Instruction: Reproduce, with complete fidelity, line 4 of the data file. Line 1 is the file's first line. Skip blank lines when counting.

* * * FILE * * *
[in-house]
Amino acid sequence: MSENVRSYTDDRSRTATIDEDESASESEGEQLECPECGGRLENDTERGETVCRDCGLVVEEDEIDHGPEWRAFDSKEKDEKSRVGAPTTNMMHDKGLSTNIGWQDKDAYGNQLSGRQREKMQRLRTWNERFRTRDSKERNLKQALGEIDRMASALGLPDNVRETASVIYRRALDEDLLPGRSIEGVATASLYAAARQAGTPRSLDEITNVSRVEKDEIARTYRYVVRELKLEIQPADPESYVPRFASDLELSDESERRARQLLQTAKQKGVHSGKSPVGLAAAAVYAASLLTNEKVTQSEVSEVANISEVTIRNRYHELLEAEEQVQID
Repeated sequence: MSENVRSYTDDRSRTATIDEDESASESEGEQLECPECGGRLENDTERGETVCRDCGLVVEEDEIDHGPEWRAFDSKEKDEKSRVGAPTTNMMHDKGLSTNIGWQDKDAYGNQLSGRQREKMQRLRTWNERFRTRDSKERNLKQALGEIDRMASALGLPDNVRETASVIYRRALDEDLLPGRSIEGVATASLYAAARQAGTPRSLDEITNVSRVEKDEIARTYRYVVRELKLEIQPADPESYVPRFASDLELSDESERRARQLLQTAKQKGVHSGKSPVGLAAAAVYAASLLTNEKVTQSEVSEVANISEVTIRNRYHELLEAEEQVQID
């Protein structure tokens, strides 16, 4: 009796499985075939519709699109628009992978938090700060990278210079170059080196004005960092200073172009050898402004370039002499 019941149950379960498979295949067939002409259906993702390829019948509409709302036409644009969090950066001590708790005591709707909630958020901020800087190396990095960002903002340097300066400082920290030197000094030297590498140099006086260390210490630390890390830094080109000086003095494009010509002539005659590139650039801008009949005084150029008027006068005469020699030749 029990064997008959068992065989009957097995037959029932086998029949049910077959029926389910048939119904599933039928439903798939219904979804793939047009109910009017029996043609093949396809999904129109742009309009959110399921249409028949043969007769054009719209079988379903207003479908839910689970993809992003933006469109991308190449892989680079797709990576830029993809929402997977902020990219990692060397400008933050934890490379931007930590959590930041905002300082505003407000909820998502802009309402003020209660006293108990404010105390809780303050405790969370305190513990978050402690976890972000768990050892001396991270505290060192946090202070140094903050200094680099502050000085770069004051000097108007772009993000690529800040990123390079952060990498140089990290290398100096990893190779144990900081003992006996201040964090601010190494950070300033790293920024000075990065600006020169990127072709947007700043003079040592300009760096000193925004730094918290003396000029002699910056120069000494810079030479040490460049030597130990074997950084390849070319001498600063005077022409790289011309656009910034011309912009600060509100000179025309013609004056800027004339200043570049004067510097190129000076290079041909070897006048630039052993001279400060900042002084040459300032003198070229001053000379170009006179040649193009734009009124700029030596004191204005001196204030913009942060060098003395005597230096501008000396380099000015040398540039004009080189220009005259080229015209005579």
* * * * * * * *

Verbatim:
């Protein structure tokens, strides 16, 4: 009796499985075939519709699109628009992978938090700060990278210079170059080196004005960092200073172009050898402004370039002499 019941149950379960498979295949067939002409259906993702390829019948509409709302036409644009969090950066001590708790005591709707909630958020901020800087190396990095960002903002340097300066400082920290030197000094030297590498140099006086260390210490630390890390830094080109000086003095494009010509002539005659590139650039801008009949005084150029008027006068005469020699030749 029990064997008959068992065989009957097995037959029932086998029949049910077959029926389910048939119904599933039928439903798939219904979804793939047009109910009017029996043609093949396809999904129109742009309009959110399921249409028949043969007769054009719209079988379903207003479908839910689970993809992003933006469109991308190449892989680079797709990576830029993809929402997977902020990219990692060397400008933050934890490379931007930590959590930041905002300082505003407000909820998502802009309402003020209660006293108990404010105390809780303050405790969370305190513990978050402690976890972000768990050892001396991270505290060192946090202070140094903050200094680099502050000085770069004051000097108007772009993000690529800040990123390079952060990498140089990290290398100096990893190779144990900081003992006996201040964090601010190494950070300033790293920024000075990065600006020169990127072709947007700043003079040592300009760096000193925004730094918290003396000029002699910056120069000494810079030479040490460049030597130990074997950084390849070319001498600063005077022409790289011309656009910034011309912009600060509100000179025309013609004056800027004339200043570049004067510097190129000076290079041909070897006048630039052993001279400060900042002084040459300032003198070229001053000379170009006179040649193009734009009124700029030596004191204005001196204030913009942060060098003395005597230096501008000396380099000015040398540039004009080189220009005259080229015209005579």